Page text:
NATO somewhat unserious even in tough times, now a talking shop

Having watched the steady deterioration of NATO for the past 20 years, I fully agree. Even in the more glorious past, the inside jokes were that “NATO” means really “Not At The Office”, or “No Action Talk Only”. The “European Pillar” of NATO was nicknamed the “European Pillow”, soft and cuddly just as they are, and so on. Now the best that I can think is that NATO will either die or be transformed into something like the British Commonwealth, a nice “alumni group” that meets and hold Games and does not do much else.

Gates’ scathing assessment

Robert Gates used his last appearance before retiring as an opportunity to re-ignite Europe’s commitment. But he knows that this is just for the record, so that he will be able to say, a few years from now “I tried. I told them. But they would not listen”. And this is some of what he actually said:

“If current trends in the decline of European defence capabilities are not halted and reversed, future US political leaders – those for whom the cold war was not the formative experience that it was for me – may not consider the return on America’s investment in NATO worth the cost.”

And then there were scathing comments about the inability to conduct sustained military operations against Libya, a rather modest opponent.

“The mightiest military alliance in history is only 11 weeks into an operation against a poorly armed regime in a sparsely populated country. Yet many allies are beginning to run short of munitions, requiring the US, once more, to make up the difference.”

Besides, while the Alliance had unanimously decided to get engaged in Libya –all 28 of NATO members– not many showed up. Indeed in Libya, of all the Allies, Gates noted,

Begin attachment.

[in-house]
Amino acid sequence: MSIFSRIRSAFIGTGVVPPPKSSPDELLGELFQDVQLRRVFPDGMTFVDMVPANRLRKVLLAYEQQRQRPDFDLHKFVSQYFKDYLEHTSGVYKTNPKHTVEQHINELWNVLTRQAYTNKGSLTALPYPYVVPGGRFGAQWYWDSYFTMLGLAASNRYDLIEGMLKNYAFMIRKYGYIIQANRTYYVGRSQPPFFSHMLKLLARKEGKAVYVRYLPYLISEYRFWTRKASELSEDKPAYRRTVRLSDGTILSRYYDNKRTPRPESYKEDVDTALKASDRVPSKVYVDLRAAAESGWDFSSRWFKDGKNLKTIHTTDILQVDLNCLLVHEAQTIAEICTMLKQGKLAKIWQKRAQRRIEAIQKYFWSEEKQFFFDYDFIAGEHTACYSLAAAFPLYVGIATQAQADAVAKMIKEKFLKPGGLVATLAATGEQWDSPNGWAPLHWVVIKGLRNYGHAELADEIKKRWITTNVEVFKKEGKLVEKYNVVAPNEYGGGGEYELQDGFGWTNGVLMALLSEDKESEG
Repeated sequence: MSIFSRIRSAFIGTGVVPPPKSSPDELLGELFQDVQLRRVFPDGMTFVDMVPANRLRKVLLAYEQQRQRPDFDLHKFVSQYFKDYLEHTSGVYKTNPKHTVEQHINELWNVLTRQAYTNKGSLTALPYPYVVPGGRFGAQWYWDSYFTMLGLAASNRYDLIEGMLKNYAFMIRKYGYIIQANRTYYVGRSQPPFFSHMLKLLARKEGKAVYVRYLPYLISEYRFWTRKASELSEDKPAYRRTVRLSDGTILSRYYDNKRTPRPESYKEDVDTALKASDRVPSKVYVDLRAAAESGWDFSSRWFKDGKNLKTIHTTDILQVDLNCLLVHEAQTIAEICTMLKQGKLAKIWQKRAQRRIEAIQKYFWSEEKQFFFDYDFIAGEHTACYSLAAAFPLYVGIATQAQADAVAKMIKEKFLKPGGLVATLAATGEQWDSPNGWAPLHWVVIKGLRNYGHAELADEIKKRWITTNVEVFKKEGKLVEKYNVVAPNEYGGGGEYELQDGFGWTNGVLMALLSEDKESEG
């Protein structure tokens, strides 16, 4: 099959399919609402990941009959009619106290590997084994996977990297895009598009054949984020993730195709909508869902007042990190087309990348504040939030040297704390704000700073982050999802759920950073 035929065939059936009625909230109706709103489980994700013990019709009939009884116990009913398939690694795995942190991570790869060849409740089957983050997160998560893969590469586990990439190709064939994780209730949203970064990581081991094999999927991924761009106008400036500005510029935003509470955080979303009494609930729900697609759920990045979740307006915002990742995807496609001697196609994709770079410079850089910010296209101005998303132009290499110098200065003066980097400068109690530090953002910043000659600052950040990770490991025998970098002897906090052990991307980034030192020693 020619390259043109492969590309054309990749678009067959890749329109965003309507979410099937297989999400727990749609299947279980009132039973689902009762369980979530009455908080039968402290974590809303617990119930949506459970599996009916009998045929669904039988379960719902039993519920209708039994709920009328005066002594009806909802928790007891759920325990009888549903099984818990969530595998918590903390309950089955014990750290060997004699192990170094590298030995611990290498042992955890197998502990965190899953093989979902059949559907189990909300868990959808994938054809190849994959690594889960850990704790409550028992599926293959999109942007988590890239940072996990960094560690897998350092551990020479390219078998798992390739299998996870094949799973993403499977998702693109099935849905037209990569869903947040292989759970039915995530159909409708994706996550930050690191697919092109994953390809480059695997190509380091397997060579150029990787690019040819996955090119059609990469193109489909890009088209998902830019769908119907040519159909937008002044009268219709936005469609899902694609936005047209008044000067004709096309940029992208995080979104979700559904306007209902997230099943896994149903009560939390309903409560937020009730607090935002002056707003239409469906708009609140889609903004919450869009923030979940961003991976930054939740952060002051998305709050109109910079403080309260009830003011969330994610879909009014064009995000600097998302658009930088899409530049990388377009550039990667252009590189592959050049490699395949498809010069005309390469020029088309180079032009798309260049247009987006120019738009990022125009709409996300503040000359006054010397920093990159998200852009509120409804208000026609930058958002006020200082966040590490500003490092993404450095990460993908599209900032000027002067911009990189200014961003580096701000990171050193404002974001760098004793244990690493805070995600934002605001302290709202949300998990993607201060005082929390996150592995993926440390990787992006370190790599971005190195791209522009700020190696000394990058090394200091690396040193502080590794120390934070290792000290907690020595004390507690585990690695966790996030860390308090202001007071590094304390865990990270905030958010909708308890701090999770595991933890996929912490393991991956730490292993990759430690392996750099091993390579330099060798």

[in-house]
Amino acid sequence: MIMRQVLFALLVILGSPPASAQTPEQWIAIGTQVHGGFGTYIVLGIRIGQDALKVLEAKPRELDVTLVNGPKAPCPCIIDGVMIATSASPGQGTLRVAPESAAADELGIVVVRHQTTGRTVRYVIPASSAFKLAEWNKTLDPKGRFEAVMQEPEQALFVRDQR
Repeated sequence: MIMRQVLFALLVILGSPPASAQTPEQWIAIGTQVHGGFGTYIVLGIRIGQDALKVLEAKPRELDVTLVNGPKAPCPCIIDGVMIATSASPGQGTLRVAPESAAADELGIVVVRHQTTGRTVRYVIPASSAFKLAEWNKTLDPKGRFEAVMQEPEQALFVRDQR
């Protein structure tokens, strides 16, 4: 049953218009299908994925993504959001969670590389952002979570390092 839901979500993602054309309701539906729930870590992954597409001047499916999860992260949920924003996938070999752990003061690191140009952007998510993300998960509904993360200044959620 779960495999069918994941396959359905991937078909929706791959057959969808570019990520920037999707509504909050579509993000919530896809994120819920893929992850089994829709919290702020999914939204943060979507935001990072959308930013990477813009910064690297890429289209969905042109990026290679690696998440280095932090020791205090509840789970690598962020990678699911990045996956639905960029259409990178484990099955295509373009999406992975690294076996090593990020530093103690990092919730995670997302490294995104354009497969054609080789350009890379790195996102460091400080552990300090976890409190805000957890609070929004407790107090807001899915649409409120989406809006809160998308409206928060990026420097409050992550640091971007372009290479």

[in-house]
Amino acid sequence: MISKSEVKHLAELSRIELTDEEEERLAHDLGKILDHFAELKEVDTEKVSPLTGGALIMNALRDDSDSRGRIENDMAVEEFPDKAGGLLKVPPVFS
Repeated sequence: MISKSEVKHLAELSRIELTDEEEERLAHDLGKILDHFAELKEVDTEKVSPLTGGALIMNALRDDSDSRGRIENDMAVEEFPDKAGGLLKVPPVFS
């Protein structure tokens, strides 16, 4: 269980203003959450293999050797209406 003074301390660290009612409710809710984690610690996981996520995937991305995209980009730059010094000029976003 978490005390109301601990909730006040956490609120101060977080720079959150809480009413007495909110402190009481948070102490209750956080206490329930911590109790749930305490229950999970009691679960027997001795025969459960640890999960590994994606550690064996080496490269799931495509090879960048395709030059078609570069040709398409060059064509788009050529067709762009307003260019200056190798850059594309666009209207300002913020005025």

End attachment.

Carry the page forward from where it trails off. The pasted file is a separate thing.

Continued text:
“Less than half have participated, and fewer than a third have been willing to participate in the strike mission … Many of those allies sitting on the sidelines do so not because they do not want to participate, but simply because they can’t. The military capabilities simply aren’t there.”

(This sad show reminds me of an old anti-regime joke during Mussolini’s militaristic dictatorship: “Armiamoci e …. Partite”, “Let’s All Take Up Arms, And….You Go”).

Many Allies can and should do more

In a previous occasion, Gates had noted that, with the US providing much of the overall logistical support, only France, the UK, Norway, Denmark, Belgium, Italy and Canada have committed assets to the air campaign against Gaddafi. Counting the US, that is a total of 8 countries –out of 28 NATO members.

Gates had singled out Germany, Poland, The Netherlands, Spain and Turkey as Allies who would have capabilities but are unwilling to participate. And, in this case, the enemy is only Gaddafi, a bizarre gangster with third rate armed forces, rather than major armed forces.

In the end, I believe that Gates is correct. Hard to believe that the US will continue to maintain a commitment to a NATO Alliance in which most of the Allies do almost nothing. Sad but true.